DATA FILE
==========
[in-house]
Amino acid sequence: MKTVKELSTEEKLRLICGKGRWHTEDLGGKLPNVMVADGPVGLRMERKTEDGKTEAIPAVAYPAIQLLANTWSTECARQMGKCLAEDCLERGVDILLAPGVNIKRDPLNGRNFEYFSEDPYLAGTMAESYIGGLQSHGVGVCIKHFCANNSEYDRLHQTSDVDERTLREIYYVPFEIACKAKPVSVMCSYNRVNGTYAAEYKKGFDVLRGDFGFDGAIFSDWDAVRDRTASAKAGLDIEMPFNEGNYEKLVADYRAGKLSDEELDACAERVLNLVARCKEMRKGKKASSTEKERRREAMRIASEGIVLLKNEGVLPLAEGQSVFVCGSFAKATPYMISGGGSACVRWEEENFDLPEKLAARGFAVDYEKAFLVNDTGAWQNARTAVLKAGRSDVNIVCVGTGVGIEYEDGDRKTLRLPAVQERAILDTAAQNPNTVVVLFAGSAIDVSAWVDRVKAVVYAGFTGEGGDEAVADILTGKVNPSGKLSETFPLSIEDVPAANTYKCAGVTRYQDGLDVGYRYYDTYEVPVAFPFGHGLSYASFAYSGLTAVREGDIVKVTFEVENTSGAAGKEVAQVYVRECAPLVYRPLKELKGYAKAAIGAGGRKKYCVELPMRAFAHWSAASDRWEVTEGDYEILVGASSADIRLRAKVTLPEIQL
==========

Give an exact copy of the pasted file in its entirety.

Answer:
[in-house]
Amino acid sequence: MKTVKELSTEEKLRLICGKGRWHTEDLGGKLPNVMVADGPVGLRMERKTEDGKTEAIPAVAYPAIQLLANTWSTECARQMGKCLAEDCLERGVDILLAPGVNIKRDPLNGRNFEYFSEDPYLAGTMAESYIGGLQSHGVGVCIKHFCANNSEYDRLHQTSDVDERTLREIYYVPFEIACKAKPVSVMCSYNRVNGTYAAEYKKGFDVLRGDFGFDGAIFSDWDAVRDRTASAKAGLDIEMPFNEGNYEKLVADYRAGKLSDEELDACAERVLNLVARCKEMRKGKKASSTEKERRREAMRIASEGIVLLKNEGVLPLAEGQSVFVCGSFAKATPYMISGGGSACVRWEEENFDLPEKLAARGFAVDYEKAFLVNDTGAWQNARTAVLKAGRSDVNIVCVGTGVGIEYEDGDRKTLRLPAVQERAILDTAAQNPNTVVVLFAGSAIDVSAWVDRVKAVVYAGFTGEGGDEAVADILTGKVNPSGKLSETFPLSIEDVPAANTYKCAGVTRYQDGLDVGYRYYDTYEVPVAFPFGHGLSYASFAYSGLTAVREGDIVKVTFEVENTSGAAGKEVAQVYVRECAPLVYRPLKELKGYAKAAIGAGGRKKYCVELPMRAFAHWSAASDRWEVTEGDYEILVGASSADIRLRAKVTLPEIQL